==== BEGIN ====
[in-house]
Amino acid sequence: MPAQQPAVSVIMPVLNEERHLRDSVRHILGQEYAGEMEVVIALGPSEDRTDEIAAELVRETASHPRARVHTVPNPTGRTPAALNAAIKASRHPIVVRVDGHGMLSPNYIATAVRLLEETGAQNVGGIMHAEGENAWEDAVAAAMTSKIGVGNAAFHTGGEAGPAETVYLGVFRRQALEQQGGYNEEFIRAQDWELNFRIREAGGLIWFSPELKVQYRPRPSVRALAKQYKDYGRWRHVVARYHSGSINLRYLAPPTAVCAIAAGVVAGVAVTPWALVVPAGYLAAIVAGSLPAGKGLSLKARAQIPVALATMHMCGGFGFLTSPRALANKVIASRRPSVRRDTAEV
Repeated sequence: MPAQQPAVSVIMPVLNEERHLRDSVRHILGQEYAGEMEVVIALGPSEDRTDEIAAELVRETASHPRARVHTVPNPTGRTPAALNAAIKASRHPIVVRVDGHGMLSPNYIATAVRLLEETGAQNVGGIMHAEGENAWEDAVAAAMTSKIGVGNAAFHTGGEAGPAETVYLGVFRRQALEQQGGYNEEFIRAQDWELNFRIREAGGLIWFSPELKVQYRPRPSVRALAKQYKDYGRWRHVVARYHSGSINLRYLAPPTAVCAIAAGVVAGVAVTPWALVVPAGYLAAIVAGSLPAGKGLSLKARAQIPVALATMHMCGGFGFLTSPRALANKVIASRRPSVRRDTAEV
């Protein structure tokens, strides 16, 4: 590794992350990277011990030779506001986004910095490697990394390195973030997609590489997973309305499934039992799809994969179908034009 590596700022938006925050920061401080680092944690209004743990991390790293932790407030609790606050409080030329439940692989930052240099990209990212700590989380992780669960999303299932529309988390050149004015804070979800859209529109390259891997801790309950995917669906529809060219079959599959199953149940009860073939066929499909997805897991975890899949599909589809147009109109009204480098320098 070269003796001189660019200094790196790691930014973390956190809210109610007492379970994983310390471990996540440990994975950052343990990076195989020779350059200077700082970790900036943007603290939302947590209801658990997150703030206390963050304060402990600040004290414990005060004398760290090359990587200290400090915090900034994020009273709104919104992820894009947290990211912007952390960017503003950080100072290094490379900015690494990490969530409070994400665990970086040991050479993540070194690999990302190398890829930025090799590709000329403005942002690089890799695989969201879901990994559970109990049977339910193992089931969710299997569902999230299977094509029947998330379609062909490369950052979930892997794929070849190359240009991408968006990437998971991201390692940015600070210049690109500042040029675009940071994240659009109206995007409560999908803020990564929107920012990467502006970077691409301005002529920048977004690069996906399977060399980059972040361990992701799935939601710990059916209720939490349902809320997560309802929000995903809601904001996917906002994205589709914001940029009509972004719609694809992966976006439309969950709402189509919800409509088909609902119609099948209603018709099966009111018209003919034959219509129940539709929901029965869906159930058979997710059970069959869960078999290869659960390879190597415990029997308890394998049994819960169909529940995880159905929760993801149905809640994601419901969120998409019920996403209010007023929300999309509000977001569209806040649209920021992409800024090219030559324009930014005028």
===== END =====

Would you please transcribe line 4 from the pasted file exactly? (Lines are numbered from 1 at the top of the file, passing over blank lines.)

């Protein structure tokens, strides 16, 4: 590794992350990277011990030779506001986004910095490697990394390195973030997609590489997973309305499934039992799809994969179908034009 590596700022938006925050920061401080680092944690209004743990991390790293932790407030609790606050409080030329439940692989930052240099990209990212700590989380992780669960999303299932529309988390050149004015804070979800859209529109390259891997801790309950995917669906529809060219079959599959199953149940009860073939066929499909997805897991975890899949599909589809147009109109009204480098320098 070269003796001189660019200094790196790691930014973390956190809210109610007492379970994983310390471990996540440990994975950052343990990076195989020779350059200077700082970790900036943007603290939302947590209801658990997150703030206390963050304060402990600040004290414990005060004398760290090359990587200290400090915090900034994020009273709104919104992820894009947290990211912007952390960017503003950080100072290094490379900015690494990490969530409070994400665990970086040991050479993540070194690999990302190398890829930025090799590709000329403005942002690089890799695989969201879901990994559970109990049977339910193992089931969710299997569902999230299977094509029947998330379609062909490369950052979930892997794929070849190359240009991408968006990437998971991201390692940015600070210049690109500042040029675009940071994240659009109206995007409560999908803020990564929107920012990467502006970077691409301005002529920048977004690069996906399977060399980059972040361990992701799935939601710990059916209720939490349902809320997560309802929000995903809601904001996917906002994205589709914001940029009509972004719609694809992966976006439309969950709402189509919800409509088909609902119609099948209603018709099966009111018209003919034959219509129940539709929901029965869906159930058979997710059970069959869960078999290869659960390879190597415990029997308890394998049994819960169909529940995880159905929760993801149905809640994601419901969120998409019920996403209010007023929300999309509000977001569209806040649209920021992409800024090219030559324009930014005028």